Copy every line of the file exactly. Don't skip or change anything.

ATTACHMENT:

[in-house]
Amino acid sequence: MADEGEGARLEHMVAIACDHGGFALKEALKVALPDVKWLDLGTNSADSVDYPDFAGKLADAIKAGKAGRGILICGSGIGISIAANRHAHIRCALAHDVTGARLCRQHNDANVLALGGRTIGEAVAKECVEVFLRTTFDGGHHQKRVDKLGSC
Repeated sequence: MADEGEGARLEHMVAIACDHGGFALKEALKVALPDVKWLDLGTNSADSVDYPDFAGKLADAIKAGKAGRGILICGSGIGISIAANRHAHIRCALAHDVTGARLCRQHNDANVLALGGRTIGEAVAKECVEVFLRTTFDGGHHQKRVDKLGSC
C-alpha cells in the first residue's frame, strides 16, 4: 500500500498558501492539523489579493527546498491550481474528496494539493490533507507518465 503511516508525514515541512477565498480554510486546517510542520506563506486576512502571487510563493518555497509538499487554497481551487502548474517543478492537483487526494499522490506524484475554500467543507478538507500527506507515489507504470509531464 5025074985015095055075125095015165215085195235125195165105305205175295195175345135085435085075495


[in-house]
Amino acid sequence: MADEGEGARLEHMVAIACDHGGFALKEALKVALPDVKWLDLGTNSADSVDYPDFAGKLADAIKAGKAGRGILICGSGIGISIAANRHAHIRCALAHDVTGARLCRQHNDANVLALGGRTIGEAVAKECVEVFLRTTFDGGHHQKRVDKLGSC
Repeated sequence: MADEGEGARLEHMVAIACDHGGFALKEALKVALPDVKWLDLGTNSADSVDYPDFAGKLADAIKAGKAGRGILICGSGIGISIAANRHAHIRCALAHDVTGARLCRQHNDANVLALGGRTIGEAVAKECVEVFLRTTFDGGHHQKRVDKLGSC
C-alpha cells in the first residue's frame, strides 16, 4: 500500500498558501492539523489579493527546498491550481474528496494539493490533507507518465 503511516508525514515541512477565498480554510486546517510542520506563506486576512502571487510563493518555497509538499487554497481551487502548474517543478492537483487526494499522490506524484475554500467543507478538507500527506507515489507504470509531464 5025074985015095055075125095015165215085195235125195165105305205175295195175345135085435085075495